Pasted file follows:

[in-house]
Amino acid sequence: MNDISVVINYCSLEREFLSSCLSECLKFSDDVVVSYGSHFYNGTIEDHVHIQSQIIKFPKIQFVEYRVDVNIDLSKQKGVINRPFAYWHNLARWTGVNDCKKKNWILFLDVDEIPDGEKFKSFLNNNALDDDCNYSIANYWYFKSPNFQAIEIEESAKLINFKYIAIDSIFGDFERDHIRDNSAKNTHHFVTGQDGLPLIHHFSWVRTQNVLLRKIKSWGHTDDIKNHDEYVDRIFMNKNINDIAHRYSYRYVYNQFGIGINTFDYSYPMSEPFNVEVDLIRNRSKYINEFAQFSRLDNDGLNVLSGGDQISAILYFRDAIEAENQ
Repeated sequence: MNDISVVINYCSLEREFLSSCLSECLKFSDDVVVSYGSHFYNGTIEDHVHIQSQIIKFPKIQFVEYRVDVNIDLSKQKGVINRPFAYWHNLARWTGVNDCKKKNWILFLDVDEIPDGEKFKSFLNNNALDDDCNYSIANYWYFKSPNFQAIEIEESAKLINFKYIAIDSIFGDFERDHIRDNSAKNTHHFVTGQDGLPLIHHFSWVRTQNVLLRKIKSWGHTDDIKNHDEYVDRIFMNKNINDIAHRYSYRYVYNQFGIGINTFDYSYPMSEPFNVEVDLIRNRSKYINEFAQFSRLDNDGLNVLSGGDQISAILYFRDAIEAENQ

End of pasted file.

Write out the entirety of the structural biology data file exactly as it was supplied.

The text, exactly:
[in-house]
Amino acid sequence: MNDISVVINYCSLEREFLSSCLSECLKFSDDVVVSYGSHFYNGTIEDHVHIQSQIIKFPKIQFVEYRVDVNIDLSKQKGVINRPFAYWHNLARWTGVNDCKKKNWILFLDVDEIPDGEKFKSFLNNNALDDDCNYSIANYWYFKSPNFQAIEIEESAKLINFKYIAIDSIFGDFERDHIRDNSAKNTHHFVTGQDGLPLIHHFSWVRTQNVLLRKIKSWGHTDDIKNHDEYVDRIFMNKNINDIAHRYSYRYVYNQFGIGINTFDYSYPMSEPFNVEVDLIRNRSKYINEFAQFSRLDNDGLNVLSGGDQISAILYFRDAIEAENQ
Repeated sequence: MNDISVVINYCSLEREFLSSCLSECLKFSDDVVVSYGSHFYNGTIEDHVHIQSQIIKFPKIQFVEYRVDVNIDLSKQKGVINRPFAYWHNLARWTGVNDCKKKNWILFLDVDEIPDGEKFKSFLNNNALDDDCNYSIANYWYFKSPNFQAIEIEESAKLINFKYIAIDSIFGDFERDHIRDNSAKNTHHFVTGQDGLPLIHHFSWVRTQNVLLRKIKSWGHTDDIKNHDEYVDRIFMNKNINDIAHRYSYRYVYNQFGIGINTFDYSYPMSEPFNVEVDLIRNRSKYINEFAQFSRLDNDGLNVLSGGDQISAILYFRDAIEAENQ